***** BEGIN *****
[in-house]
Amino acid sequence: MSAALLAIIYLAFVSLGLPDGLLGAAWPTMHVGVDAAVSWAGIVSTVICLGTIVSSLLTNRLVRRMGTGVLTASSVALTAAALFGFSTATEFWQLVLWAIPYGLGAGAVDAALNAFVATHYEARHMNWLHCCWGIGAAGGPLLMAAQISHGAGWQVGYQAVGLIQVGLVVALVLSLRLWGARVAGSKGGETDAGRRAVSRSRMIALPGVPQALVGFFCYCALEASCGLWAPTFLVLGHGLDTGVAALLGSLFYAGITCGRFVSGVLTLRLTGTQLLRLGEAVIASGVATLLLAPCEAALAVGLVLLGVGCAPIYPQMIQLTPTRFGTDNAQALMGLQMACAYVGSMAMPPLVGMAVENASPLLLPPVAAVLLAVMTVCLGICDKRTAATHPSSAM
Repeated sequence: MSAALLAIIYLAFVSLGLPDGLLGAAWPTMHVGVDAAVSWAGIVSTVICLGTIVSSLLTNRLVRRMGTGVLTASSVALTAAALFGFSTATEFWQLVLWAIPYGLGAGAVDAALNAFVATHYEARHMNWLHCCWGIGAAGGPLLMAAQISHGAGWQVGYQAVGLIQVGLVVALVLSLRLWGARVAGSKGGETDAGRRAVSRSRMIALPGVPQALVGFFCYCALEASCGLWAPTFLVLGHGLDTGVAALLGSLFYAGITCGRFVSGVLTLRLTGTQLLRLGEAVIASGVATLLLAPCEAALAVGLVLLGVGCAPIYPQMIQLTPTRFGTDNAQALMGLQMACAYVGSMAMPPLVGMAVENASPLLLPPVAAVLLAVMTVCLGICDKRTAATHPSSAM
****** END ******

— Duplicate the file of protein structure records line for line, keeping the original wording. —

[in-house]
Amino acid sequence: MSAALLAIIYLAFVSLGLPDGLLGAAWPTMHVGVDAAVSWAGIVSTVICLGTIVSSLLTNRLVRRMGTGVLTASSVALTAAALFGFSTATEFWQLVLWAIPYGLGAGAVDAALNAFVATHYEARHMNWLHCCWGIGAAGGPLLMAAQISHGAGWQVGYQAVGLIQVGLVVALVLSLRLWGARVAGSKGGETDAGRRAVSRSRMIALPGVPQALVGFFCYCALEASCGLWAPTFLVLGHGLDTGVAALLGSLFYAGITCGRFVSGVLTLRLTGTQLLRLGEAVIASGVATLLLAPCEAALAVGLVLLGVGCAPIYPQMIQLTPTRFGTDNAQALMGLQMACAYVGSMAMPPLVGMAVENASPLLLPPVAAVLLAVMTVCLGICDKRTAATHPSSAM
Repeated sequence: MSAALLAIIYLAFVSLGLPDGLLGAAWPTMHVGVDAAVSWAGIVSTVICLGTIVSSLLTNRLVRRMGTGVLTASSVALTAAALFGFSTATEFWQLVLWAIPYGLGAGAVDAALNAFVATHYEARHMNWLHCCWGIGAAGGPLLMAAQISHGAGWQVGYQAVGLIQVGLVVALVLSLRLWGARVAGSKGGETDAGRRAVSRSRMIALPGVPQALVGFFCYCALEASCGLWAPTFLVLGHGLDTGVAALLGSLFYAGITCGRFVSGVLTLRLTGTQLLRLGEAVIASGVATLLLAPCEAALAVGLVLLGVGCAPIYPQMIQLTPTRFGTDNAQALMGLQMACAYVGSMAMPPLVGMAVENASPLLLPPVAAVLLAVMTVCLGICDKRTAATHPSSAM